Global airline crisis claims another victim


  • Business
  • Thursday, 03 Apr 2003

CHICAGO: Air Canada has filed for bankruptcy protection and more major airlines have announced cuts in jobs and flights to cope with the crisis in global aviation made worse by the Iraq war. 

Never in the history of the industry has it been hit with so many negative factors out of its control, and there are fears that more of the world’s leading airlines could be forced into bankruptcy. 

The spiral began with a slump in travel after the Sept 11, 2001, terror attacks on the United States, a slowdown in the world economy, a rise in aviation fuel prices, the outbreak of the deadly severe acute respiratory syndrome (SARS) in Asia that has further discouraged travel, and a war in Iraq that has inflamed the Middle East. 

Canada's largest airline cited all those setbacks in filing for protection under the country's Companies' Creditors Arrangement Act on Tuesday, the first major airline to succumb to bankruptcy since the start of the Iraq war. 

But Air Canada said its aircraft would keep flying as it negotiated to restructure almost C$13bil of debt. The bankruptcy protection will last until May 1. 

An Air Canada ticket agent works behind a counter at the Ottawa airport.

Air Canada's move came just one day after the world’s largest carrier, American Airlines, narrowly averted a similar fate by striking deals with major labour unions to sharply cut costs.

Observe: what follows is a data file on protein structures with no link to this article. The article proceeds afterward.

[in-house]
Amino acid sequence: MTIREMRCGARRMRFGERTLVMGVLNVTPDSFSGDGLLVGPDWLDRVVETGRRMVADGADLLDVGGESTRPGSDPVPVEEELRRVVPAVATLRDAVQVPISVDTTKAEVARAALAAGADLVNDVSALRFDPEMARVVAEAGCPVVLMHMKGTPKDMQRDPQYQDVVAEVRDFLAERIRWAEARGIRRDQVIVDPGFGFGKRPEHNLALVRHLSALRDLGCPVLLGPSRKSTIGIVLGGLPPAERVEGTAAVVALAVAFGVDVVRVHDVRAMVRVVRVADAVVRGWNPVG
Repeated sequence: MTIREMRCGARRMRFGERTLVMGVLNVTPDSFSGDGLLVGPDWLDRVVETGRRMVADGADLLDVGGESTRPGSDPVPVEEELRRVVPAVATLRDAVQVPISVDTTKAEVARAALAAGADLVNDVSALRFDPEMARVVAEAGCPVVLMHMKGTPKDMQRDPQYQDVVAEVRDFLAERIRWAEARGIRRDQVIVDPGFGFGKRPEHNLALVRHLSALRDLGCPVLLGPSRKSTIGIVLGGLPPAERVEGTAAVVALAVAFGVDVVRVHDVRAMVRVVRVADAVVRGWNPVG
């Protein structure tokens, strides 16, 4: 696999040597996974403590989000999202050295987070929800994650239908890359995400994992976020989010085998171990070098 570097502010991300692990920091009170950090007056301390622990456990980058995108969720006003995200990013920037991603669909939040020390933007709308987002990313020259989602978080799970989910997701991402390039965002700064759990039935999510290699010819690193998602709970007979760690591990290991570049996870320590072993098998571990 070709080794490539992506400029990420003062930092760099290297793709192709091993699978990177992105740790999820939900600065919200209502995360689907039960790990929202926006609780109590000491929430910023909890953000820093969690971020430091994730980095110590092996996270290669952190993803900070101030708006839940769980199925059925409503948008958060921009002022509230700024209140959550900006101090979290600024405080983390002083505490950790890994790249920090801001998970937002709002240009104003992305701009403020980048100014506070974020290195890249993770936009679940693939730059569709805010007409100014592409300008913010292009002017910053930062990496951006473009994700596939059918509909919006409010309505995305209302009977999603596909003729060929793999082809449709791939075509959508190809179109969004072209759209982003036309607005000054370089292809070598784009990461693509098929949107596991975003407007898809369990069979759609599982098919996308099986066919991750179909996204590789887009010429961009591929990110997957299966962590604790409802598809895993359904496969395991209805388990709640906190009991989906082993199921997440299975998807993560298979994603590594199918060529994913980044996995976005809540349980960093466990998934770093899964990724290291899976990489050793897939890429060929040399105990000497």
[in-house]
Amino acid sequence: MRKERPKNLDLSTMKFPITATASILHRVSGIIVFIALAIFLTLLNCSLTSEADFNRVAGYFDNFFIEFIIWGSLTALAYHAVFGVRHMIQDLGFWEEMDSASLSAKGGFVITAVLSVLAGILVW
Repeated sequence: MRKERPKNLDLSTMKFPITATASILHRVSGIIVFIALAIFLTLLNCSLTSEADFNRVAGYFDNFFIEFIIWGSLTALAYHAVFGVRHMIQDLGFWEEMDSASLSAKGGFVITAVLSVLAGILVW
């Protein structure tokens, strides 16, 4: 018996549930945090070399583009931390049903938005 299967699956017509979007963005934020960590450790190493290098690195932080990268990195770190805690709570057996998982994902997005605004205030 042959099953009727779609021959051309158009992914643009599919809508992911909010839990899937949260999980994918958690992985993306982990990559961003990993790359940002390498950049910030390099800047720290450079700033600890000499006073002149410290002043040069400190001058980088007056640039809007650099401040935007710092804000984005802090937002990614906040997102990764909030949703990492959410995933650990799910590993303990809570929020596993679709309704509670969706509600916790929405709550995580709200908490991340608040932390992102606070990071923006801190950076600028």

The union representing pilots at American said about 2,500 of its members would be furloughed or retire over the next year as part of the deals. 

The world’s No. 2 airline, UAL Corp’s United Airlines, is already under US bankruptcy protection and struggling to restructure.  

Analysts predict more carriers could be forced into bankruptcy if the Iraq war drags on. 

US Airways Group Inc, meanwhile, emerged from bankruptcy on Monday as a leaner, more efficient, but still money-losing carrier. 

“My enthusiasm is tempered by the fact we are emerging in the most challenging of industry times, and the restructuring is not done,” chief executive David Siegel said. “We’re just drowning, but closer to the surface.” 

More major airlines joined in a chorus of cuts in flight schedules and jobs this week as they struggled to offset the decline in travel. Companies are discouraging all but essential air travel and many tourists have put off or cancelled trips. 

In Europe, KLM Royal Dutch Airlines said it would soon implement “far-reaching measures” to cut unit costs by 10% and could not rule out layoffs.  

The announcement followed similar moves by other major European airlines, including British Airways, Air France and Germany’s Lufthansa. 

In the US, Continental Airlines said it planned to trim its summer schedule by 2% because of poor demand and would have to cut more jobs than the 1,200 announced last month. 

All the major US airlines have trimmed schedules since the Iraq war started, and several have announced job cuts. So have many Asian airlines, mainly because the SARS scare has led to a sharp drop in air travel. – Reuters  

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